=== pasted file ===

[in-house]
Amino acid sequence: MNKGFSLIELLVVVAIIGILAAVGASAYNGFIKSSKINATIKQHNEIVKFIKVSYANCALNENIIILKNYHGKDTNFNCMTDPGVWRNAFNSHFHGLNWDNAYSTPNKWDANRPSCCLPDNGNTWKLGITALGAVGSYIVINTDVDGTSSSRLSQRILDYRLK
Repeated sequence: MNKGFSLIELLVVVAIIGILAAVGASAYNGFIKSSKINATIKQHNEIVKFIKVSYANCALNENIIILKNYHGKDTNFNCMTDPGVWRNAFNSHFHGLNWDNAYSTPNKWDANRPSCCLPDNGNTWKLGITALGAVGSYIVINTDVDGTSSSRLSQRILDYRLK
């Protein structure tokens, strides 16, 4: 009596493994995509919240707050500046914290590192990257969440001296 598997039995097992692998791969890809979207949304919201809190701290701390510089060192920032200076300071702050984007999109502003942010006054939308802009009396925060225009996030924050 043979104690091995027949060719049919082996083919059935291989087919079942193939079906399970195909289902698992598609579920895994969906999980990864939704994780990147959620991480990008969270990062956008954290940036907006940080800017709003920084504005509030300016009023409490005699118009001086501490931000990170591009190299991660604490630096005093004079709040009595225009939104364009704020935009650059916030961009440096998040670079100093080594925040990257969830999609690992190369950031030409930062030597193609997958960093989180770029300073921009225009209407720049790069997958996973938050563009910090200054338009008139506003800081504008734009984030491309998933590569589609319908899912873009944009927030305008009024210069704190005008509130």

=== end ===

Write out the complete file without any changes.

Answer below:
[in-house]
Amino acid sequence: MNKGFSLIELLVVVAIIGILAAVGASAYNGFIKSSKINATIKQHNEIVKFIKVSYANCALNENIIILKNYHGKDTNFNCMTDPGVWRNAFNSHFHGLNWDNAYSTPNKWDANRPSCCLPDNGNTWKLGITALGAVGSYIVINTDVDGTSSSRLSQRILDYRLK
Repeated sequence: MNKGFSLIELLVVVAIIGILAAVGASAYNGFIKSSKINATIKQHNEIVKFIKVSYANCALNENIIILKNYHGKDTNFNCMTDPGVWRNAFNSHFHGLNWDNAYSTPNKWDANRPSCCLPDNGNTWKLGITALGAVGSYIVINTDVDGTSSSRLSQRILDYRLK
């Protein structure tokens, strides 16, 4: 009596493994995509919240707050500046914290590192990257969440001296 598997039995097992692998791969890809979207949304919201809190701290701390510089060192920032200076300071702050984007999109502003942010006054939308802009009396925060225009996030924050 043979104690091995027949060719049919082996083919059935291989087919079942193939079906399970195909289902698992598609579920895994969906999980990864939704994780990147959620991480990008969270990062956008954290940036907006940080800017709003920084504005509030300016009023409490005699118009001086501490931000990170591009190299991660604490630096005093004079709040009595225009939104364009704020935009650059916030961009440096998040670079100093080594925040990257969830999609690992190369950031030409930062030597193609997958960093989180770029300073921009225009209407720049790069997958996973938050563009910090200054338009008139506003800081504008734009984030491309998933590569589609319908899912873009944009927030305008009024210069704190005008509130």